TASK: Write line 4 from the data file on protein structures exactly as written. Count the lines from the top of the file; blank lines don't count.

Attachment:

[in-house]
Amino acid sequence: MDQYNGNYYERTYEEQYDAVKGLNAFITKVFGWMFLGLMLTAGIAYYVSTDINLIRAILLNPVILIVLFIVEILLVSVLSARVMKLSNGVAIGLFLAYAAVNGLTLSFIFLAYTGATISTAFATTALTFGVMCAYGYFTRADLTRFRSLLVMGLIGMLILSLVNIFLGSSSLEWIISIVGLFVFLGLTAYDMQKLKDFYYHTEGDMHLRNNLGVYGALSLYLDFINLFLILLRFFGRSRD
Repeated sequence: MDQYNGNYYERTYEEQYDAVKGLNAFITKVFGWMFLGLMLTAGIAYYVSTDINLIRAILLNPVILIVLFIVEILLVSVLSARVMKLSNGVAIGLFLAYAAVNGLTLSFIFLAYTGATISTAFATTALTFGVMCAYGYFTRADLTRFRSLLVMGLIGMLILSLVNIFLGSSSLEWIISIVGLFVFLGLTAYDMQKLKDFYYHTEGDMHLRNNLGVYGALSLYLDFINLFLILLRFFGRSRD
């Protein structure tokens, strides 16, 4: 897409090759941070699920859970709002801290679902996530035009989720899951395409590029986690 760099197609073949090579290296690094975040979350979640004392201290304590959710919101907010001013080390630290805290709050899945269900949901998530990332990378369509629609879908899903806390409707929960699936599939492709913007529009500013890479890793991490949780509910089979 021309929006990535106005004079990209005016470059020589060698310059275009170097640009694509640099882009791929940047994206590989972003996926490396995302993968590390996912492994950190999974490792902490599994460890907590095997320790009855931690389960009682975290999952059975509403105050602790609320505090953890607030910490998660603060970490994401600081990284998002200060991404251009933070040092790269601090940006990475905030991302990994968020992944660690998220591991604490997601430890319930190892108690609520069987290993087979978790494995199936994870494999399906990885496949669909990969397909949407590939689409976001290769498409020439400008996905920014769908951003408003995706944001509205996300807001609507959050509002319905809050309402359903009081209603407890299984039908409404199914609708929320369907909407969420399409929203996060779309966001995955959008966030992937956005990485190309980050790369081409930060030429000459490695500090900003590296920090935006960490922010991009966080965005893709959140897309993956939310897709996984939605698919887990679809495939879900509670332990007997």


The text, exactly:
């Protein structure tokens, strides 16, 4: 897409090759941070699920859970709002801290679902996530035009989720899951395409590029986690 760099197609073949090579290296690094975040979350979640004392201290304590959710919101907010001013080390630290805290709050899945269900949901998530990332990378369509629609879908899903806390409707929960699936599939492709913007529009500013890479890793991490949780509910089979 021309929006990535106005004079990209005016470059020589060698310059275009170097640009694509640099882009791929940047994206590989972003996926490396995302993968590390996912492994950190999974490792902490599994460890907590095997320790009855931690389960009682975290999952059975509403105050602790609320505090953890607030910490998660603060970490994401600081990284998002200060991404251009933070040092790269601090940006990475905030991302990994968020992944660690998220591991604490997601430890319930190892108690609520069987290993087979978790494995199936994870494999399906990885496949669909990969397909949407590939689409976001290769498409020439400008996905920014769908951003408003995706944001509205996300807001609507959050509002319905809050309402359903009081209603407890299984039908409404199914609708929320369907909407969420399409929203996060779309966001995955959008966030992937956005990485190309980050790369081409930060030429000459490695500090900003590296920090935006960490922010991009966080965005893709959140897309993956939310897709996984939605698919887990679809495939879900509670332990007997």